The Impressions / 
"Woman's Got Soul"

Of course I know who Curtis Mayfield is. He did the soundtrack for Superfly, right? "This cat from the slum / Had a mind, wasn't dumb" -- yeah, that song has a whole backstory for me. (When I write the book...)

But in 1965, when this single was getting tons of airplay in Indianapolis, I didn't know who Curtis Mayfield was. I knew the title track from the album even better -- "People Get Ready," one of the civil rights movement' iconic tracks, along with Sam Cooke's "A Change Is Gonna Come." Still, I doubt I had any idea who the Impressions were, and I certainly didn't know that Curtis Mayfield was their lead singer.

Mayfield, full of restless talent, was probably already moving past the suave Impressions sound. They'd started out in 1958 in Chattanooga, Tennessee, but when Chicagoans Jerry Butler and Curtis Mayfield joined the band, their doo-wop and gospel sound got a serious overhaul. This number, like their previous Mayfield-penned hits "It's All Right" and "Keep on Pushing," were full-on Chicago soul, with a distinctive swagger and a boatload of horns. (By this time, the trio consisted of original member Sam Gooden, Mayfield, and Butler's replacement Fred Cash, who came on board in 1960.) On one level, this song doesn't have the social consciousness of a track like "People Get Ready." But underneath the plush sound, there's plenty of consciousness-raising going on.

I can't help hearing this song as a soul version of Rodgers and Hart's "The Lady Is a Tramp." Listen to that first verse: "She may not be the best lookin' woman / I ever did see / Nor have the charms of the ladies / Of high society." Yeah, that high-falutin' stuff's not for him -- "I don't need a Cadillac car / Or diamonds and such."

Yet there's also a Black Pride subtext here, as he swings into the lilting chorus: "But the woman that I hold / She's got to have soul / And then I'm richer than the richest gold / If the woman's got soul." In 1965, "soul" was a loaded and coded term. You either had it or you didn't, and if you didn't, you wanted it.

And he's skeptical of phony notions like "class" ("Because class in a woman / Don't mean she's gonna last."). What really matters is, well, you know, the sexy basics: "I need a kind of woman / That when I hold, she fits up tight, yeah / Oh, and when she throws it on me / I give in without a fight." Mayfield works that melody for all it's worth, teasing out all sorts of innuendoes.

Maybe this track was insurance for the Impressions. Just in case some listeners weren't ready for the "People Get Ready" message, they could relax here. Lord, how this track swings; those pillowy back-up harmonies keep everything in lush mode, and the horn section moves confidently from uptown to downtown  and back again. This is not a song for the civil rights battlefront, but whoa, it warms the home fires like nobody's business.

Monday, September 19, 2016

H Is For...

My challenge to myself: write about 26 different artists, A to Z, in 26 days. (Well, maybe not consecutive days...)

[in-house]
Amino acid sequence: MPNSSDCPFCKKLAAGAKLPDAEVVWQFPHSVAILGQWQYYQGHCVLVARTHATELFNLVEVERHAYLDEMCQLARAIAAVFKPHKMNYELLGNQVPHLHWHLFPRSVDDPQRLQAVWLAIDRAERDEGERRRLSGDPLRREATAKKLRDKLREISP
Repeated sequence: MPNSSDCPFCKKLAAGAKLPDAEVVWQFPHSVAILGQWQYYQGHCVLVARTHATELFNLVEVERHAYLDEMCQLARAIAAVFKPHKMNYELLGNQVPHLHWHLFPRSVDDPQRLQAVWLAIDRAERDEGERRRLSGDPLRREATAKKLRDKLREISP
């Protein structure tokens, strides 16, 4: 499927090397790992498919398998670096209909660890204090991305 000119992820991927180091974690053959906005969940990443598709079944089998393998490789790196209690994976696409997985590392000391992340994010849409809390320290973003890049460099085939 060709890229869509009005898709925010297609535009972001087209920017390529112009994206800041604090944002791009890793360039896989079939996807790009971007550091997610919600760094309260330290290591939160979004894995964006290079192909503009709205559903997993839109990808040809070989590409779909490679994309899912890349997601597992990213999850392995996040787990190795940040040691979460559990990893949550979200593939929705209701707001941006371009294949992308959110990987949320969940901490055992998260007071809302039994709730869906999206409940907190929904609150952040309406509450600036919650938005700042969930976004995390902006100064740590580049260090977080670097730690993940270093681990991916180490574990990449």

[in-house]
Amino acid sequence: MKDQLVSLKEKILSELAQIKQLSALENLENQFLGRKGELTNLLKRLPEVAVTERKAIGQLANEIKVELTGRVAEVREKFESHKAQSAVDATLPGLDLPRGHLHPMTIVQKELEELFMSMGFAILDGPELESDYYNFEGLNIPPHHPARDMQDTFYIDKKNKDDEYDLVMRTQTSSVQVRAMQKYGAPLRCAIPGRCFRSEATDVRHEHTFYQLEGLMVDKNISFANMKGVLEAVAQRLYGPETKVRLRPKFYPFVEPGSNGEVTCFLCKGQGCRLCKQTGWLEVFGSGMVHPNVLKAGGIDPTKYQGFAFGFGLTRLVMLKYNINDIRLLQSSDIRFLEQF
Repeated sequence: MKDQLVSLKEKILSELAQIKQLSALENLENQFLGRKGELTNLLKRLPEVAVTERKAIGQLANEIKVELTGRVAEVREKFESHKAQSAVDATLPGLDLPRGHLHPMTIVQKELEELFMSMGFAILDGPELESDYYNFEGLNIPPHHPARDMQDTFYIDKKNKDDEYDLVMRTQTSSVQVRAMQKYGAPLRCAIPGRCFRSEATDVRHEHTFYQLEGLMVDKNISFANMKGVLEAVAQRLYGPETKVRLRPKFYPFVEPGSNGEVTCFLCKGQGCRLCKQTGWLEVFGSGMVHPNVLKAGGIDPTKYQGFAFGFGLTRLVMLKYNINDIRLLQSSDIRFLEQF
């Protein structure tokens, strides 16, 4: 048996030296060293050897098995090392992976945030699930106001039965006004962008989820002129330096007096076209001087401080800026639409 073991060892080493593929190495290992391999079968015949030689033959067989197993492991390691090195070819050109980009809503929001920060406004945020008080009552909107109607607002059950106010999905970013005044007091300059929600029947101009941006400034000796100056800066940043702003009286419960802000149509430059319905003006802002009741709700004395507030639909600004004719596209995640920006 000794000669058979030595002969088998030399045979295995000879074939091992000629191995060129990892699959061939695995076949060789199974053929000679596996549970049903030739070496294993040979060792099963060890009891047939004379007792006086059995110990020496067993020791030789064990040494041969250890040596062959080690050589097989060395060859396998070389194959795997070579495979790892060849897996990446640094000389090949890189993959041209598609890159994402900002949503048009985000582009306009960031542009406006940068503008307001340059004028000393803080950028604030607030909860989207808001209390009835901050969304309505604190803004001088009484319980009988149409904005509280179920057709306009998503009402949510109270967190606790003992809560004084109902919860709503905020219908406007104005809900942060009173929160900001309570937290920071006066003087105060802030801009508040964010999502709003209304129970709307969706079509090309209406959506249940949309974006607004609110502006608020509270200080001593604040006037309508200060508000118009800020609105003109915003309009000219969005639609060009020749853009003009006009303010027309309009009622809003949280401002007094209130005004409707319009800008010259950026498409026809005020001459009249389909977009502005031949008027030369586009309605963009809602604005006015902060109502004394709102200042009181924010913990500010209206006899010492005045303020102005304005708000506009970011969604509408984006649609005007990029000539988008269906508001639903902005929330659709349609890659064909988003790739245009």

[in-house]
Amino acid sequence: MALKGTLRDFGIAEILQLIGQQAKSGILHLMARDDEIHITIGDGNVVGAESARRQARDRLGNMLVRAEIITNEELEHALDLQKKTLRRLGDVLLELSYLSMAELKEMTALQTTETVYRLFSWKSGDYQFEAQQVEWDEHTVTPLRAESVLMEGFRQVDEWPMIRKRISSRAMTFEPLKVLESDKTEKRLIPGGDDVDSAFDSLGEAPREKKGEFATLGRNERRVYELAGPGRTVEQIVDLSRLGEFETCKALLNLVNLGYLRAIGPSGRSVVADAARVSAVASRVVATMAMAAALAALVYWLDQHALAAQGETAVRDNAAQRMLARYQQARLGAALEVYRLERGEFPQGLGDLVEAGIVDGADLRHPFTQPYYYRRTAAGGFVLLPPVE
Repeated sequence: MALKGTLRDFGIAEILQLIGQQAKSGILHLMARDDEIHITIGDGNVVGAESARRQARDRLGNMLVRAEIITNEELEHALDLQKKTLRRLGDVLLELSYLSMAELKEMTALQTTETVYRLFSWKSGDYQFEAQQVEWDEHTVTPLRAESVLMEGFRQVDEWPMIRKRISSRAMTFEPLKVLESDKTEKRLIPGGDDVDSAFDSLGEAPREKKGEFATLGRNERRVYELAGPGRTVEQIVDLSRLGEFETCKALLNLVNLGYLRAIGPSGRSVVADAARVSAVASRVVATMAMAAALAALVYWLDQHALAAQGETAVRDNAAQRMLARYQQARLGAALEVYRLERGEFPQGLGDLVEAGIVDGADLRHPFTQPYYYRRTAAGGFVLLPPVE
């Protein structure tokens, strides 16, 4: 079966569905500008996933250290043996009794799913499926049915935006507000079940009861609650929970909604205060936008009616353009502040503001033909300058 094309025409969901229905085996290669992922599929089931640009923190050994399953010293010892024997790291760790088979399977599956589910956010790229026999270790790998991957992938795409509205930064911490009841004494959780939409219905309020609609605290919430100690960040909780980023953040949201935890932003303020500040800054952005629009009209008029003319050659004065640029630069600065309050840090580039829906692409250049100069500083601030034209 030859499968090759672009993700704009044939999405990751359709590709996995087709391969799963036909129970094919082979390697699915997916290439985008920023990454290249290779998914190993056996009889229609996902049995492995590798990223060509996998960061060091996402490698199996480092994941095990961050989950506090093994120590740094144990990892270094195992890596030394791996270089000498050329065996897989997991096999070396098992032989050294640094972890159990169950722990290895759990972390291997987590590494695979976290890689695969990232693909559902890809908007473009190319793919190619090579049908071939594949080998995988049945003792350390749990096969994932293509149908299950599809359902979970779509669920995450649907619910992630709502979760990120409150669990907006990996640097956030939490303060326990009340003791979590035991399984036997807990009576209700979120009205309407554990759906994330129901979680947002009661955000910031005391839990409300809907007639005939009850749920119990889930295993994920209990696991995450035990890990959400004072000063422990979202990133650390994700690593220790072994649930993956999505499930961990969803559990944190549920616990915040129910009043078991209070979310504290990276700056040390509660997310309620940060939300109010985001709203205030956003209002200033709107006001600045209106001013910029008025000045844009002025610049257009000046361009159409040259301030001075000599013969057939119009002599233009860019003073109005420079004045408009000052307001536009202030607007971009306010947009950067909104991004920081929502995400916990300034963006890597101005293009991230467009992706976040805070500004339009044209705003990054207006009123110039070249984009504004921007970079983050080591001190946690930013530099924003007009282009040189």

Hall & Oates / 
"I Can't Go for That (No Can Do)"

Of course it was always Hall for me, rather than Oates -- and I know I wasn't the only music fan who harbored a crush on Daryl, judging from how the camera dwelled on his tall rangy figure and blond shag in the 1980s videos that made these guys stars. But honestly, it was his voice that did it for me, not his good looks. Really, really, I swear.

I'd been a fan since the early 1970s -- and now I had to suck it up and watch Daryl and John hit the big time with a new sound that ran perilously close to disco. Yet those scatting, soulful vocals kept Hall & Oates from being dragged under by the layers of synths and glossy production values of the times.

Let me do you a favor and post something besides the original official video, just so you won't be distracted by all the backlighting and dry-ice mists and big-shouldered suits that stamp this 1981 hit as a sign of its times.

Given the soft-focus R&B sweetness of H&O's earlier stuff -- songs like "When the Morning Comes," "She's Gone," and "Sara Smile" -- the 80s stuff had a lot more edge. ("Maneater." anyone?) This song, too, is not all that flattering to women, with lines like "You've got the body / Now you want the soul." But now I'm thinking that this push-pull may have been what made it interesting.

The brooding intro runs for nearly a full minute, mostly pugnacious drums, overlaid with ripples of minor-key descending keyboard riffs. Anxious tension runs through the verses, with their jerky rhythm and tinny vocal reverb: "Easy, ready, willing, overtime / Where does it stop? / Where do you dare me / To draw the line?" This is clearly a man who's getting tired of making nice.

But then it blooms into lush soulfulness for the bridge -- "I, I-I, I'll do anything / That you want me to do, / Yeah I, I-I,  I'll do most anything ' That you want me to, ooh, yeah." Hall's supple vocals caress the long legato phrases, swooping around them, stroking the vowels. We're in happy major key territory, with the background singers chiming in, scattering rose petals in his path. He's in full-on Lover Boy mode.

And then he turns on a dime. "But I can't go for that, / Nooo, / No can do / I can't go for that, / Nooo, / No can do."  That refrain's staccato words are spit out with venom; the tempo is like a wagging finger. And of course, the mind boggles: What is it she wants him to do that's so beyond the pale?

It could be anything, of course.  Going to dinner's at her folks' house; taking her shopping; having a baby; signing a pre-nup.  Yet the song's slinky, sexy underpinnings trip me up, making me picture other kinds of requests indeed. Dirty deeds. Kinky things. It's completely against my nature, but there it is.

It's a cryptic song, after all, and unsettling.  It almost doesn't hang together, the melting "I'll do anythings" pitted against those scolding "No can do's.** But something about the jam just jells.

And then, of course, the musicians themselves puncture the balloon by telling interviewers that it's not about a couple at all, but about the music business -- how they're willing to cooperate with their label, touring, doing press (appearing in back-lit videos with dry-ice smoke) -- but only up to a point. No matter how hungry they are for stardom (and I'm betting these guys were hungry as hell for it), there were certain things they wouldn't do.